60-Second Read: Google Plans to Stop Tracking Browsing History

Google’s constantly adjusting their search algorithm or backlinking system, but this is one of the biggest changes we’ve seen since Hummingbird: on Wednesday, Google announced that they’ll no longer sell ads based on individual users’ browsing history, citing the increased push for privacy online.

More specifically, Google has been phasing out third-party cookies — snippets of code that allow advertisers to track user browsing history — since last year. Once that phaseout is complete in 2022, Google’s Chrome browser won’t replace them with alternative tracking tech. This change is similar to Apple’s approach with Safari, which blocks third-party cookies by default (though users can turn them back on).

A Few Caveats

This change isn’t quite as earth-shaking as it might seem at first glance. First of all, the update doesn’t apply to first-party data, including Google’s own products, like Gmail, YouTube, and Chrome. It also only applies to websites, not mobile devices. As web usage continues to shift toward mobile, this change might become less relevant.

It’s also important to specify that this change does not mean that Google won’t still track your browsing habits. What it’s taking away is the individualized nature of that tracking. AI and pattern detection are getting stronger and more sophisticated, so Google (and the advertisers to whom Google sells ad space) might not need to know exactly which sites a user visited to build a profile.

Instead, they’ll build correlations from billions of data points and create sophisticated predictions from those correlations. If you want to sell bike parts, Google can easily find people who are interested in bikes and serve them ads without knowing exactly what their browsing habits are.

What Does This Mean for Marketers?

Google was quite blunt when addressing the impact this change will have on digital marketing. “If digital advertising doesn’t evolve to address the growing concerns people have about their privacy and how their personal identity is being used, we risk the future of the free and open web,” David Temkin, a Google product manager focused on privacy, said in a blog post. “People shouldn’t have to accept being tracked across the web in order to get the benefits of relevant advertising.”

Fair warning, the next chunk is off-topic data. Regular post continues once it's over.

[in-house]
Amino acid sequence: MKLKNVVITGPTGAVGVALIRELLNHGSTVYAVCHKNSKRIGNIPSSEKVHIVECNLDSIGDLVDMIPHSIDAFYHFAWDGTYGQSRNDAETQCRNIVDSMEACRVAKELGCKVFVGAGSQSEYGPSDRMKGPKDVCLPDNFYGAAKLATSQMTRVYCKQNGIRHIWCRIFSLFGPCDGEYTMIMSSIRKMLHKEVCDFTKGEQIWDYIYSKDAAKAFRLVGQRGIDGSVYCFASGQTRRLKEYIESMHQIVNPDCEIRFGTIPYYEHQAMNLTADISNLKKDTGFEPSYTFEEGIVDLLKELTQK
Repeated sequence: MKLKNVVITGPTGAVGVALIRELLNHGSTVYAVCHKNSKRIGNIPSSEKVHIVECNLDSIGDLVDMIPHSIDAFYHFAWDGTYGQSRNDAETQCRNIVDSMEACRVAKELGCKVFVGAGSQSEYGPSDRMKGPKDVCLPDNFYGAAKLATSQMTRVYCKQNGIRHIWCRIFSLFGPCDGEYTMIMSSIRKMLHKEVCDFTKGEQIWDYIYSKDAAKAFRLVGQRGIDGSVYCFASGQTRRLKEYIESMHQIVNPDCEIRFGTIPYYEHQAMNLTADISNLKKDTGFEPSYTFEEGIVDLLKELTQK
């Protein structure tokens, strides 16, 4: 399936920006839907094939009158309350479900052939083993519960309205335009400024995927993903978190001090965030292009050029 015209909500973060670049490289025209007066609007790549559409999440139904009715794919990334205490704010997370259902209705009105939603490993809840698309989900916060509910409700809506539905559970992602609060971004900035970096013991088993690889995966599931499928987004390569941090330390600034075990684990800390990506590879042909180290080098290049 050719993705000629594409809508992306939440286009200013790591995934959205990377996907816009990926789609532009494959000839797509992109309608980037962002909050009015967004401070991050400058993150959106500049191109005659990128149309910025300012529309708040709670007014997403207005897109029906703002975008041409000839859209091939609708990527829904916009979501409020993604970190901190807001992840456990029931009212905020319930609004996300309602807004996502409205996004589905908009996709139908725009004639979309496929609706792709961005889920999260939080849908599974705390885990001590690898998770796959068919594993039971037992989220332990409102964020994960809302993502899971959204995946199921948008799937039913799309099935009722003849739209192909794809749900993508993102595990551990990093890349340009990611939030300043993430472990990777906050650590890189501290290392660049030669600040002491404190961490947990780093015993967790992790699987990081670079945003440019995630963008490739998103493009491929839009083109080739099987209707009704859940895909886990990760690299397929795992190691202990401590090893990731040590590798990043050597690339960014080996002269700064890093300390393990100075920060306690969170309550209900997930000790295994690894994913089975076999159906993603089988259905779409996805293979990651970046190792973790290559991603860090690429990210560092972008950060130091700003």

Digital advertisers should take comfort in the last sentence of that quote. The fact is, not much will change for marketers. We’ll still buy ad space from Google, targeted toward people in certain locations or with certain interests. The difference is at the other end, in the way Google determines who should see an ad. Given the sophistication of Google’s AI tools, the accuracy of the ad placement might not change much.

This move also shouldn’t affect ads in search results, which are Google’s biggest moneymaker by far. If you want to target search results for specific keywords, browsing history shouldn’t be a factor at all.

Finally, you can always ask your customers to enable third-party cookies. Lots of useful browser extensions, like the ones that search for better deals or coupon codes, use third-party cookies. If you can make the case that allowing cookies will improve your customers’ experience, they might be on board.

Time will tell whether this change makes any real difference to the experience of browsing the web or placing ads, but Google makes 80 percent of its money from advertising — they’re not likely to cut off their best source of targeting without an idea of how to replace it. Until we see significant reason to treat ad buying differently, we’re not panicking yet.

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